Let’s learn about amphibians

These animals often live double lives — first as water dwellers, then as landlubbers

a blue frog sits on a mossy surface in a body of water

Amphibians include frogs — such as this blue poison arrow frog — as well as toads, salamanders and weird, wormlike creatures called caecilians.

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Humans change a lot as they grow from kids into adults. But those changes are nothing compared with the transformation experienced by many amphibians.

These animals get their name from the Greek word for “double life.” Most amphibians start out as larvae. They use tails to paddle around underwater and breathe through gills like fish. But as they grow up, amphibians go through a drastic body change. This is called metamorphosis. Adult amphibians usually grow lungs and some lose their tails. 

Frogs, toads and newts are amphibians. So are some lesser-known species, such as hellbenders. These giant salamanders are sometimes called “snot otters” for their slippery coating of protective slime. Perhaps even stranger are caecilians. These legless amphibians look like worms or snakes. They live underground or underwater and can grow up to nearly 1.5 meters (five feet) long.

In all, there are about 6,000 known species of amphibians. These creatures are vertebrates, meaning they have spines. They also are cold-blooded. Amphibians provide natural pest control by eating mosquitoes and other insects. They also make a meal for many birds, mammals and even some meat-eating plants.

Most amphibians have thin, moist skin. Absorbing oxygen through that delicate skin helps them breathe. And soaking up water keeps them hydrated. But that delicate skin also makes amphibians very vulnerable to changes in the environment. In fact, the populations of more than four in every 10 amphibian species are shrinking. Nearly one-third of all amphibin species is threatened with going extinct. The reasons include pollution, climate change and habitat loss.

Another key amphibian killer is a fungal infection. It’s got a long name — chytridiomycosis (Kih-TRIH-dee-my-KOH-sis). It has been wiping out amphibians around the globe. Scientists are trying to save hard-hit species by breeding the remaining members. Learning how some amphibians survive the deadly fungus could also help save others from the scourge.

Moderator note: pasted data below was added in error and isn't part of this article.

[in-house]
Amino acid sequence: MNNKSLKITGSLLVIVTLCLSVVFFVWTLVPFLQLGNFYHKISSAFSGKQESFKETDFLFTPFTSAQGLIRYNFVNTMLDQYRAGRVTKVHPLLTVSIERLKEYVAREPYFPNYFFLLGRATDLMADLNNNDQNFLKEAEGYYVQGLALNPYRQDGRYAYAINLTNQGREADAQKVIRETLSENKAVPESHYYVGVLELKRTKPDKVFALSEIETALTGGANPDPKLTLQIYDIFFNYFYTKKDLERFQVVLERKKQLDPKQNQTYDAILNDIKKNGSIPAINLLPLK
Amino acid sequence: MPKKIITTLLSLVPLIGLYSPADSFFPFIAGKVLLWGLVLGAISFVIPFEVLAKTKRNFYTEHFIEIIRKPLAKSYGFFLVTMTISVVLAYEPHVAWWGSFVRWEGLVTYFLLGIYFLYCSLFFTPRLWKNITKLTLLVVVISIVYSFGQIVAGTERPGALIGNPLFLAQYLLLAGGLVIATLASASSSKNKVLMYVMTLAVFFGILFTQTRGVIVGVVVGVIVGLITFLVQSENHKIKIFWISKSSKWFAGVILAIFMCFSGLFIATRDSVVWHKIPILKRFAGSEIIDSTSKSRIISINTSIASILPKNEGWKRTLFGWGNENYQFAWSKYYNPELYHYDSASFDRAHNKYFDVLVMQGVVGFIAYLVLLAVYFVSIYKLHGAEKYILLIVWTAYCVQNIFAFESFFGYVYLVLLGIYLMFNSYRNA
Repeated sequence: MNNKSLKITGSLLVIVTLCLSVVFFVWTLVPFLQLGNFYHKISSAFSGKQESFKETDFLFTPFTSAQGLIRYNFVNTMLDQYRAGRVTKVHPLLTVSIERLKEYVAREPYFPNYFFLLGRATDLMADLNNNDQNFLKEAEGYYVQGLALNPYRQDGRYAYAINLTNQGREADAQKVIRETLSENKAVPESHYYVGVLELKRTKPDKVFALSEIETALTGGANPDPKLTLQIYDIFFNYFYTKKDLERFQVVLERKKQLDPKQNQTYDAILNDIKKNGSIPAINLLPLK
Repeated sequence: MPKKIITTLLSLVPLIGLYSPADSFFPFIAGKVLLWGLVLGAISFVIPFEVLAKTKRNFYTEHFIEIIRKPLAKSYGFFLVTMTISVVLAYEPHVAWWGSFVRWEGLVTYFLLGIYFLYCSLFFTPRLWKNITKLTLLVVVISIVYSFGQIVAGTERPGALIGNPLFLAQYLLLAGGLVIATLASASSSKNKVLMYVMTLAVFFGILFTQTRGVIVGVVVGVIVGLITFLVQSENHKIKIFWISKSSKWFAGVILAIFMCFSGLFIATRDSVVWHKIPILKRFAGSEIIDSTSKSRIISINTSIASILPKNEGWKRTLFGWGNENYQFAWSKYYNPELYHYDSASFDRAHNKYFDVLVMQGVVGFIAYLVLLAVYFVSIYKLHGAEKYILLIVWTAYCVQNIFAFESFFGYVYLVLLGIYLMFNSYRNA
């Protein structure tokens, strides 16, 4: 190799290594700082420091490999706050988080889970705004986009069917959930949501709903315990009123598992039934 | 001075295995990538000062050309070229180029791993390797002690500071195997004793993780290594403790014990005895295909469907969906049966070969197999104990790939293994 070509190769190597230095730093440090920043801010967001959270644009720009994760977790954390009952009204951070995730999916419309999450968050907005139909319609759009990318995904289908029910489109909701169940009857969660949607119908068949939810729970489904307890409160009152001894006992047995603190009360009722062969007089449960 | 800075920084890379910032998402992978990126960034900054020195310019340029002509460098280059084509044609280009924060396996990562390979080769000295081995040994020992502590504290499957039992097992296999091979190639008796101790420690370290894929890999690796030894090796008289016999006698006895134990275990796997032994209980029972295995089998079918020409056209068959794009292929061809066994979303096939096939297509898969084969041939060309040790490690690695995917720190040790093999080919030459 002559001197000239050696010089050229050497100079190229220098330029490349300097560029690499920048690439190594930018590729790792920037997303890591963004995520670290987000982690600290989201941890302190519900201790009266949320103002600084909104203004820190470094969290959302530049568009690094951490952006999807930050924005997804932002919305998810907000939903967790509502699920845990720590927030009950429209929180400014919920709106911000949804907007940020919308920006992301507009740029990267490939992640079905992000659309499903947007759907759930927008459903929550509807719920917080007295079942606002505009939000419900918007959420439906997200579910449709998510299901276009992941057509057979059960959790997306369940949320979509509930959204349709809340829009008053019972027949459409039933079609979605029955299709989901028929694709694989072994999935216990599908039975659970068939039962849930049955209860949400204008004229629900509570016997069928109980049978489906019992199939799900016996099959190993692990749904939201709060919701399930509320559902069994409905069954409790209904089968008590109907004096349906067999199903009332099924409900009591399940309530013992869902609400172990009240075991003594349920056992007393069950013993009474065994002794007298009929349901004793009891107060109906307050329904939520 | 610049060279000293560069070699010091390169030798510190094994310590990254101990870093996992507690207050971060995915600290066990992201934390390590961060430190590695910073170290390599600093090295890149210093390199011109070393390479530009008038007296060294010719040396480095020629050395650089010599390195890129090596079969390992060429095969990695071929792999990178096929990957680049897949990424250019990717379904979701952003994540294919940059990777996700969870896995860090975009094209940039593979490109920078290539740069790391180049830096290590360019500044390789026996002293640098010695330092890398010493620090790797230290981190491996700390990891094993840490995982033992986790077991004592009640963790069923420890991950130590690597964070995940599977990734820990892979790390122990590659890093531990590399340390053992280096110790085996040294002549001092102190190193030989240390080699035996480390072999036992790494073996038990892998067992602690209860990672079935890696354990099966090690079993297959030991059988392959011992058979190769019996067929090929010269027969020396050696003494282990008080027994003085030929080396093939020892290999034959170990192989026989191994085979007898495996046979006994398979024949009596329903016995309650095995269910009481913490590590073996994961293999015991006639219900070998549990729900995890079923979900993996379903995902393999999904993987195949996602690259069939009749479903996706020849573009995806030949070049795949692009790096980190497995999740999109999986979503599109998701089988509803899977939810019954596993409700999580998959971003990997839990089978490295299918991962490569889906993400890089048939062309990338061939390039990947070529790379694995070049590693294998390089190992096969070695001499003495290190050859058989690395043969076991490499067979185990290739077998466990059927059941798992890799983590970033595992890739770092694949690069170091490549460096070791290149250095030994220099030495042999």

Want to know more? We’ve got some stories to get you started:

Pumpkin toadlets can’t hear themselves talk Tiny orange frogs make soft chirping sounds in the forests of Brazil. Their ears, however, cannot hear them. (10/31/2017) Readability: 7.0

Toxic germs on its skin make this newt deadly Bacteria living on the skin of some rough-skinned newts make tetrodotoxin. This paralyzing poison is also found in pufferfish. (6/23/2020) Readability: 7.0

Flu fighter found in frog slime A protein found in the mucus secretions of an Indian frog can take down a type of flu virus. (5/10/2017) Readability: 7.0

A combination of threats is threatening the world’s amphibians. Chief among them are pollution, climate change and disease.

Explore more

Scientists Say: Amphibian

Scientists Say: Parthenogenesis

Analyze This: Amphibian populations are on the decline

Caecilians: The other amphibian

Lots of frogs and salamanders have a secret glow

Why some frogs can survive killer fungal disease

A Bolivian frog species returns from the dead

Hellbenders need help!

Meat-eating pitcher plants feast on baby salamanders

Mosquito repellant could pose risks to baby salamanders

Congolese toads may avoid predators by copycatting deadly vipers

Toxic toads pose threat to Madagascar’s predators

Hunting hidden salamanders with eDNA


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Want to support amphibian conservation efforts? Join FrogWatch USA. Volunteers in the program listen for frog and toad calls in the evening and add their observations to an online database. These data from citizen scientists can help researchers understand the  health of amphibian populations across the country.

Maria Temming is the Assistant Managing Editor at Science News Explores. She has bachelor's degrees in physics and English, and a master's in science writing.

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